And it is this voyage to the grave (and its memory) that Unfinished Business (Bojan Fajfric) alludes to, in a portrait of an artist who dies of a stroke in his final moments while attempting to put in order his life’s work, a valiant folly at best. In showing the aging artist in the pleasure and vigor of his ripe old age, with a mind alive we see him catalogue his life’s work, how much more bitter is his end and his frailty as he crawls across the paint-stained floor of his studio.
Images of his death and work, memories his wife and grandchild are interrupted by interludes by an equally ancient drummer snapping away at a snare with a nimbleness that would shame drummers 50 years younger.
In his dying throes all that was vital becomes brutal, all that was beautiful and strong turns ugly and weak. The old artist crawls across the stains on the floor which are the mark of accumulation of a life’s work, dragging his body across the frame, helpless yet still alive, on his way out form the world as we all shall be.
We prepare for death in making art, in cataloguing our lives, in resisting and ignoring, but whatever it is, death is always beyond the horizon of comprehension, an unexplorable region, which can only be breached by stories in the world of the living.
How to Reach God Through Proper Exercising
Death cannot be explained, or elucidated, but maybe it can be hinted at through metaphor, as is done (tongue in cheek at times) in How to Reach God Through Proper Exercising (Gabriel Herrera Torres), also in the International Competition. The film takes places in a sports center for adults, and the camera is set up as a half-accidental witness, waiting for its characters who never really center themselves in the frame, content to move among the world already prepared for them.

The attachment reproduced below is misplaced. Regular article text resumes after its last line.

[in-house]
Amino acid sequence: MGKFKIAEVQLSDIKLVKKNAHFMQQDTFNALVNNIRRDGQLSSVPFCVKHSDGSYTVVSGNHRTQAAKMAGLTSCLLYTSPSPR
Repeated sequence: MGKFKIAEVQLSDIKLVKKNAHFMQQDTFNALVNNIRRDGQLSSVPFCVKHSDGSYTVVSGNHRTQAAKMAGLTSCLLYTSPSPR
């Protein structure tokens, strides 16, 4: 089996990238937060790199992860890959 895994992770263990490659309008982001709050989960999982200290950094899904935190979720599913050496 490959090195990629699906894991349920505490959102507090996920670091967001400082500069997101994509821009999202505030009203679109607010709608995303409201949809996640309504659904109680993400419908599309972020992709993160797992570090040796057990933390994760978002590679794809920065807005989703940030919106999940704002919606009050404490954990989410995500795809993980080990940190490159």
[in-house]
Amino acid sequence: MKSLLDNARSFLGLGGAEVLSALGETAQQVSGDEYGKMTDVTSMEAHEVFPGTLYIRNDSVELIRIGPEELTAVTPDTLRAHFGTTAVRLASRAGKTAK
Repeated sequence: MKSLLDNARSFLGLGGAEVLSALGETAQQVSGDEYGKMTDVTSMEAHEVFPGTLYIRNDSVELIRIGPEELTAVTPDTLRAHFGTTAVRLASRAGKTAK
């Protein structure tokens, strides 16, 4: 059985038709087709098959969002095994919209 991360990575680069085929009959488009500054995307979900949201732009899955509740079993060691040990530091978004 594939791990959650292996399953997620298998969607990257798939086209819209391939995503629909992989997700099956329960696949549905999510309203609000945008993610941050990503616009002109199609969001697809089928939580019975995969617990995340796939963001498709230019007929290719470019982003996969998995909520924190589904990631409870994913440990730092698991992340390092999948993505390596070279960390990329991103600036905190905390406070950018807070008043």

In the opening shot a dozen figures crisscross a football field at night with flashlights in hands—a concerted search for something, but what?
It is never clear in this metaphysical mystery, in which a man tells a dream about not being able to tell the difference between his daughter and others because he has become colorblind, and cannot differentiate the red VCR that represents his daughter in a dream from the green ones. His story evolves, becomes a meme, passed from mouth to ear of the middle-aged men on this amateur basketball team—passed from mind to mind with small alterations like a game of telephone, until it ends recursively, in the dream itself, in which the original storyteller cannot recognize the difference between two uniforms he is handed, red and green. When he realizes that the dream he thought he had dreamt is the moment itself, it begs the question: what is the dream?
In the closing image, as the medley of figures continue their search into the night, each one running along in a random pattern across the illuminated pitch, with clarity it dawns upon us that although we may live together, when we die it is always alone. And life might be compared to an exercise, one which serves no purpose other than the exercising itself.